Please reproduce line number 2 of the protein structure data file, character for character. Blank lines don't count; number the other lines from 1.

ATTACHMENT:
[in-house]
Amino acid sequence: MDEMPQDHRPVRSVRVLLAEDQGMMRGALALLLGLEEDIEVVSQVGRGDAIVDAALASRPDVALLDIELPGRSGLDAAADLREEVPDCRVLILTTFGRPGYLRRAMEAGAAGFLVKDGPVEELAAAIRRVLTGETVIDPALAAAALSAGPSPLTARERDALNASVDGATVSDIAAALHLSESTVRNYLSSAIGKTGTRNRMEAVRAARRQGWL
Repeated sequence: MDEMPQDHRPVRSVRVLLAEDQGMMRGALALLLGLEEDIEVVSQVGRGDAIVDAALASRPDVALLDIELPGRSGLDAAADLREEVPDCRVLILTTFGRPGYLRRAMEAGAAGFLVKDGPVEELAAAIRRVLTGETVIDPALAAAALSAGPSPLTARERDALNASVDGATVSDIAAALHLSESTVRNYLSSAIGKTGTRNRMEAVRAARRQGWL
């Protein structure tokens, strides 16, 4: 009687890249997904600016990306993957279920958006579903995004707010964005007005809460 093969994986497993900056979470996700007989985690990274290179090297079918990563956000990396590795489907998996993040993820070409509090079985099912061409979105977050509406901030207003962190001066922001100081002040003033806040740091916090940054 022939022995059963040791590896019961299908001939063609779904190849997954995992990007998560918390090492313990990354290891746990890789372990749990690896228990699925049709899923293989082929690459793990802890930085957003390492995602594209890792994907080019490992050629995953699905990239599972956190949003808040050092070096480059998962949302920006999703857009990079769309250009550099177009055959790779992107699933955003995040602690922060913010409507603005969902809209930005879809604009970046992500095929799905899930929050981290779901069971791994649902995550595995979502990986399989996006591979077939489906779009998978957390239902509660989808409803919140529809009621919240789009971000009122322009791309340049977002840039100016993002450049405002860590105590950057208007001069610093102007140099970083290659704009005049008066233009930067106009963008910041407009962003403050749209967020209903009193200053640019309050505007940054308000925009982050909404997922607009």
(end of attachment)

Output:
Amino acid sequence: MDEMPQDHRPVRSVRVLLAEDQGMMRGALALLLGLEEDIEVVSQVGRGDAIVDAALASRPDVALLDIELPGRSGLDAAADLREEVPDCRVLILTTFGRPGYLRRAMEAGAAGFLVKDGPVEELAAAIRRVLTGETVIDPALAAAALSAGPSPLTARERDALNASVDGATVSDIAAALHLSESTVRNYLSSAIGKTGTRNRMEAVRAARRQGWL